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James S Alesi

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Preceded by  Mary Ellen Jones
Party  Republican Party

Role  New York State Senator
Name  James Alesi
Succeeded by  Patrick M. Gallivan
James S. Alesi
Born  1948 (age 66–67)

Education  St. John Fisher College

James S. "Jim" Alesi (born 1948) is a retired politician most notable for having served as New York State Senator, representing parts of Monroe County, and a member of the Republican Party. Sen. Alesi retired rather than face re-election and a potential primary challenge in 2012.


Early life

Before entering office, Alesi ran a firm that operates washers and dryers in apartment complexes and colleges.

Political career

Alesi began his political career as the Republican Deputy Town Leader for Perinton, New York. In 1977 he made an unsuccessful bid for a seat in the Monroe County Legislature against Louise Slaughter. He won on his second attempt twelve years later (Ms. Slaughter had left to take a seat in the New York State Assembly and later a seat in the U.S. House of Representatives.) In 1992, Alesi was elected to the New York State Assembly, where his colleagues named him President of his class of freshman legislators. He was elected to the New York State Senate in a special election in 1996, and was re-elected every two years until his retirement in 2012.

In January 2008, Alesi illegally entered an unfinished Perinton home, claiming he believed the house was for sale, and broke his leg while climbing a ladder. The front door was locked, but Alesi managed to gain entry through an unlocked back door. He did not have permission from either the builder or the homeowners to enter the house. The owners and builder declined to press charges for trespassing. On January 18, 2011, the same day the statute of limitations for any potential trespassing charges expired, Alesi filed a lawsuit against the owners and the builder alleging an unsafe environment at the home site. After criticism from members of the public and other Republicans, Alesi withdrew the lawsuit.

Same-sex marriage legislation

In 2009, Alesi voted no on same-sex marriage legislation despite being considered the Republican most likely to support the legislation. He is seen on video from the New York Senate floor casting his no vote with his head in his hands, and later admitted that he struggled with his decision to vote against the legislation.

In 2011, Alesi became the first Republican to announce his support for a new same-sex marriage bill. On June 24, 2011, Alesi was one of four Republicans to vote in favor of the Marriage Equality Act, stating: "I swore with my hand on the Bible to uphold the Constitution ... I didn't swear with my hand on the Constitution to uphold the Bible".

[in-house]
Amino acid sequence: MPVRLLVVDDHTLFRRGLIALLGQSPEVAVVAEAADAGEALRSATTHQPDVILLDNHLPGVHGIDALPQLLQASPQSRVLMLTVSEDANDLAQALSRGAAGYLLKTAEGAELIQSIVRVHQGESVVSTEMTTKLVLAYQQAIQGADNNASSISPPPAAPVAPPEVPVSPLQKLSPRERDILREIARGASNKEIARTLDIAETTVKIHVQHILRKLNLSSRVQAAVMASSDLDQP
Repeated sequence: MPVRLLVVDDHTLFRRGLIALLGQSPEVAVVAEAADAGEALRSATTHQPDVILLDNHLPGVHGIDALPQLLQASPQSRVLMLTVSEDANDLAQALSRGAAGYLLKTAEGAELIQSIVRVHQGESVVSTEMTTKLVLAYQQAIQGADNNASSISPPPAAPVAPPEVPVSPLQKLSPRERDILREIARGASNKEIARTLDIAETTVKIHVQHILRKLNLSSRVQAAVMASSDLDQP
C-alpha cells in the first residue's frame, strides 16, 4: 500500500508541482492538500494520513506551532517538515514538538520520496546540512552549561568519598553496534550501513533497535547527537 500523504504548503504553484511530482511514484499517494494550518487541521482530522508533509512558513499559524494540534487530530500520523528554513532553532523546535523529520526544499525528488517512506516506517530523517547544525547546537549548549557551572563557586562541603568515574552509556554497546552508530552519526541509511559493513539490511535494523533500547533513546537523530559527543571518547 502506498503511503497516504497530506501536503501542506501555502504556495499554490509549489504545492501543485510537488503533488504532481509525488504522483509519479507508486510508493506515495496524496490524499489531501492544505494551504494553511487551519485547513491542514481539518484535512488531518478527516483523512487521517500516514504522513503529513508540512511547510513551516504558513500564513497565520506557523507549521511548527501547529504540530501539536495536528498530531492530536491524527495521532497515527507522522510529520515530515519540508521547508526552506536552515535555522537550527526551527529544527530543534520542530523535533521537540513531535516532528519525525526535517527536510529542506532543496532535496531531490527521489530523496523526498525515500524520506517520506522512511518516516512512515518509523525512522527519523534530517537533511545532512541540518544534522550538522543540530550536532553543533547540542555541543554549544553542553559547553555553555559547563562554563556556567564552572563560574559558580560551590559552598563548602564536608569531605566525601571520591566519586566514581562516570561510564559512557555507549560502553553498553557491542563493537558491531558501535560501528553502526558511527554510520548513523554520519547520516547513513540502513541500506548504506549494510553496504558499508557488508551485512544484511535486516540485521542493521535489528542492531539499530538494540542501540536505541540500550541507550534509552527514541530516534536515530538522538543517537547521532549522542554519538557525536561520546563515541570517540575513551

On May 9, 2012, Alesi announced that he would not run for re-election to the State Senate. Alesi stated that many factors, including the welfare of the Republican Party, led to his decision. Sen. Alesi indicated that Senate Majority Leader Dean Skelos had been supportive of his re-election. Prior to Sen. Alesi's announcement, Republican Assemblyman Sean Hanna had expressed interest in running a primary challenge against Sen. Alesi. On the same day that Sen. Alesi announced his decision not to run for re-election, the Daily News reported the following:

Sen. James Alesi (R-Rochester) told the Daily News Wednesday night that he believes his vote in favor of the landmark gay marriage legislation would have severely hampered his chances in a GOP primary this year. He said the vote — which passed 33-29 due to the GOP defectors — cost him the support of the leadership of the local Republican and Conservative parties. They are now backing his primary opponent... Believing that his political brand was weakened by the gay marriage vote, Alesi said he decided to step aside out of fear that a bruising primary would eventually cost the GOP his seat — and with it potentially the party's razor-thin Senate majority. His political future was also clouded, however, when he sued a couple after he broke his leg while breaking into their home, which was under construction. He wound up dropping the suit, but the political exposure from an incident in which he was trespassing was anything but favorable.


James S. Alesi Wikipedia

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